• Any combination of vehicles with a gross combined weight rating (GCWR) of 26,001 or more pounds, providing the gross vehicle weight rating (GVWR) of the vehicle being towed is in excess of 10,000 pounds.
  • Any single vehicle with a GVWR of 26,001 or more pounds, or any such vehicle towing another not in excess of 10,000 pounds.
  • Any vehicle, regardless of size, designed to transport 16 or more persons, including the driver.
  • Any vehicle required by federal regulations to be placarded while transporting hazardous materials.


Hours Of Service

HOS refers to the logbook hours of service regulations.
Dave D. (Armyman)'s Comment
member avatar

It’s been a while, since I’ve been here. If your job required you to be in a union and are not in union, did they offer the opportunity to join the union? Also, is it worth it to join a union?


LDRSHIP's Comment
member avatar

There are advantages and disadvantages to both. (Union and Non Union). Unions were created to protect workers. Even though union jobs 'pay more'; I doubt you will make more actual money as you will have union dues to pay. Unions do generally have some perks. Usually have guaranteed holiday pay and/or holidays off. Unions tend to have good medical and retirement benefits. On the downside, since unions are not nearly as popular as they once were many of them are having financial difficulties. Especially when it comes to their pension funds. Granted unions are one of the few places left you will find pensions. Nowadays you can't just work for someone for 20 years and expect some kind of retirement benefit. The finances of retirement have been placed on an individuals shoulders with the invention of 401Ks and IRAs.

TBH, I am surprised unions are not growing again. Since we (the American business) has gotten away from taking care of their workers again. There was a good long period that businesses did take care of their workers. Granted, more probably did it to prevent union intrusion than some moral imperative to take care of loyal workers. But that time has passed. Now employers only care for workers in so much as is required. Granted it is far more than it was before the invention of unions.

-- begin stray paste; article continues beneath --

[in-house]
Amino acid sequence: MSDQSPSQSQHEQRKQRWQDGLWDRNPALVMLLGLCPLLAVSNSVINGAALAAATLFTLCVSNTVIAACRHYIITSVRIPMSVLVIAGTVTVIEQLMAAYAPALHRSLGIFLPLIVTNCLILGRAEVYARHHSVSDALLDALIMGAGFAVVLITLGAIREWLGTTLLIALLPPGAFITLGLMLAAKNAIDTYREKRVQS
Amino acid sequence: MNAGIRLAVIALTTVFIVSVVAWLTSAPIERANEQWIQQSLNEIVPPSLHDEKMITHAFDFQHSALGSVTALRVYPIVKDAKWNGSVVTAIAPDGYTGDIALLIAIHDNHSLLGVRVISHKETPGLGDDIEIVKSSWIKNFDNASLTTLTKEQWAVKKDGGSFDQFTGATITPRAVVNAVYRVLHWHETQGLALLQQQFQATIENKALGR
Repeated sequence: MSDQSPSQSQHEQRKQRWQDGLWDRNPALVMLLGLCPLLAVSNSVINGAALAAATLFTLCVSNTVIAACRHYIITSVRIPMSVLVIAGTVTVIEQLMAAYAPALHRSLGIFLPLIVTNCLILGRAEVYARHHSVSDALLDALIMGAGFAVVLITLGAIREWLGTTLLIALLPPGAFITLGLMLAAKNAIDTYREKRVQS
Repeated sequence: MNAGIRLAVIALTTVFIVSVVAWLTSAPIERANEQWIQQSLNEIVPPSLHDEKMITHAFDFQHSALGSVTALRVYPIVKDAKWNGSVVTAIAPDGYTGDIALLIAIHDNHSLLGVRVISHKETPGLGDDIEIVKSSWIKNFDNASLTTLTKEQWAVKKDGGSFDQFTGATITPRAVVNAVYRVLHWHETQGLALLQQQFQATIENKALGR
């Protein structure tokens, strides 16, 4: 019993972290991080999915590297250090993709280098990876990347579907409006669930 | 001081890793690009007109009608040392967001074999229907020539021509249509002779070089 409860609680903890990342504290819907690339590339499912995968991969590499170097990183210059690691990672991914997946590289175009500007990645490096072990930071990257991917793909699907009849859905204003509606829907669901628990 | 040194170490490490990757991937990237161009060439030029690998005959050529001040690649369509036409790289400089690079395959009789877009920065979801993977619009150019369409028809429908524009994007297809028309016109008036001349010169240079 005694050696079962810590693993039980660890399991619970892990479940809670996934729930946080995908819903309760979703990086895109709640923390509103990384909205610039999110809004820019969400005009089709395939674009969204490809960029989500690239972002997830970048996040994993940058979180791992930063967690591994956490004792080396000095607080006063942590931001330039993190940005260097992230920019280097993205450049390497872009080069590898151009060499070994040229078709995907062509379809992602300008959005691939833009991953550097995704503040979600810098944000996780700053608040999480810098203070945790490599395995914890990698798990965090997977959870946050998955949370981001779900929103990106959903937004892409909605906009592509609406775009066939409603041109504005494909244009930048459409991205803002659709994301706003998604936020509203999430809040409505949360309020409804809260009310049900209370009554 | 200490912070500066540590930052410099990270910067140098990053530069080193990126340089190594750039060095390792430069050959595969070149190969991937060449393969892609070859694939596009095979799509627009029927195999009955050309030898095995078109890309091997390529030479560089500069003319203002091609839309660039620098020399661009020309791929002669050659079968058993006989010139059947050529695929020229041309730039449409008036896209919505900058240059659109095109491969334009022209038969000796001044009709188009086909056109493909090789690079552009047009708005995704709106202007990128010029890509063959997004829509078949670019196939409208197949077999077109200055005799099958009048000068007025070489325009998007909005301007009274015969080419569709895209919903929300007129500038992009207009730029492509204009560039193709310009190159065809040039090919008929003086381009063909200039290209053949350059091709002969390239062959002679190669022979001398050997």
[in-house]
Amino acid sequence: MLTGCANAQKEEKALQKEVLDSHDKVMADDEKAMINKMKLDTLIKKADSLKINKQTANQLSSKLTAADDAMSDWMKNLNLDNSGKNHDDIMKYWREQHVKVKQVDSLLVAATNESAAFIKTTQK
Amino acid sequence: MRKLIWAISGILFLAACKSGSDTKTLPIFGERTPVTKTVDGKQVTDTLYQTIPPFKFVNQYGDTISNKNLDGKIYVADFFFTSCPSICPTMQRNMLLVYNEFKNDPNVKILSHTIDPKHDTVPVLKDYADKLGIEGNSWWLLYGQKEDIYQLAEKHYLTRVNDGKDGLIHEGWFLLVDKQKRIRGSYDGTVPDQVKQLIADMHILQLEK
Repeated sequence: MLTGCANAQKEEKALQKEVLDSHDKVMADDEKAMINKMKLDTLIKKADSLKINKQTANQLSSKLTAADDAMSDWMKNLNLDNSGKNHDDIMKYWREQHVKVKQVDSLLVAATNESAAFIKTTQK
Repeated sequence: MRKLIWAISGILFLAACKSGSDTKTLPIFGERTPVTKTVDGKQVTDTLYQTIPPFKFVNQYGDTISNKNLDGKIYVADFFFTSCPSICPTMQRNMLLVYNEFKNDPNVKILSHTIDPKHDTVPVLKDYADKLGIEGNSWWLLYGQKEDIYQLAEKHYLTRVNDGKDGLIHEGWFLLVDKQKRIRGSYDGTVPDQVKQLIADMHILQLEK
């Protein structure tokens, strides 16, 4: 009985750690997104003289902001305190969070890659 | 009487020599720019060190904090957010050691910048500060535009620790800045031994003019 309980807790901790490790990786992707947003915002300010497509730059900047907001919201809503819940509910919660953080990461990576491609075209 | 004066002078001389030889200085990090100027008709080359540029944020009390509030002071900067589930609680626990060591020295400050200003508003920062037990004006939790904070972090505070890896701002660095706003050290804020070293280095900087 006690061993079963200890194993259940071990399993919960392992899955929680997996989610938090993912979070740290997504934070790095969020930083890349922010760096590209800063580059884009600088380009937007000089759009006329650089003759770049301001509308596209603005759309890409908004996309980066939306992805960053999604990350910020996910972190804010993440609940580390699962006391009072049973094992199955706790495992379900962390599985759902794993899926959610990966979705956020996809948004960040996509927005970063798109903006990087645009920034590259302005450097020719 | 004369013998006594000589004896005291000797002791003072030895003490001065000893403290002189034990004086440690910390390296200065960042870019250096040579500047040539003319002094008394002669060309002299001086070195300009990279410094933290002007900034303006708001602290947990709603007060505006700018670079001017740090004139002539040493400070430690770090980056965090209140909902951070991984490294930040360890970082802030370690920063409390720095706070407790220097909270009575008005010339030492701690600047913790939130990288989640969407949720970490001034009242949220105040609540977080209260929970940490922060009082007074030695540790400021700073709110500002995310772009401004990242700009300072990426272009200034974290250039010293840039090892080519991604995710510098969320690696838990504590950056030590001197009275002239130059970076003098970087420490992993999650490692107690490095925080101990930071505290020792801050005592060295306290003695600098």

Operating While Intoxicated

Brett Aquila's Comment
member avatar
Even though union jobs 'pay more'; I doubt you will make more actual money as you will have union dues to pay.

Union dues won't come close to the additional money you'll make being in the Union. This is classic rhetoric that companies will spread when they're trying to avoid being unionized.

TBH, I am surprised unions are not growing again. Since we (the American business) has gotten away from taking care of their workers again.

I agree completely. Blue collar wages and benefits across the board have dropped considerably, while data shows that large corporations have the highest level of profits and cash on hand than at any time in history.

There are a ton of changes happening right now and it's impossible to say where it's all going.


Operating While Intoxicated

LDRSHIP's Comment
member avatar

Some of those union dues are pretty steep, lol. Even in the end if you don't make more money, there are still benefits that unions have. One thing unions do is reward seniority. The longer you are in a union the better paying jobs become available.

Then again, I have seen the negative impact of unions. There was a Peterbilt factory in Madison, TN. The union went on strike. Peterbilt's answer was to close up shop. Now the building is a police station and a MTA (Metro Transit Authority) bus yard.

I'm neither for or against unions. I do think they have their place and use. I do believe it is time for them to make a return. The American business has gotten away from taking care of their workers. Then again silly me thinks the worst thing to happen to the trucking industry in the last 50 years was deregulation. Sure regulation restricted who could haul freight. Sure it set a maximum price you could charge to haul freight. It also set a minimum price that was to be charged for hauling freight. Trucking has been in decline ever since deregulation. I am sure all of the small mom n pop operations and owner ops may disagree with me, but it is my opinion.


Hours Of Service

HOS refers to the logbook hours of service regulations.
Joseph D.'s Comment
member avatar

Have you checked Craigslist? I'm near Chicago and there is always jobs posted on there. Also look into beer,pop, and grocery distributors.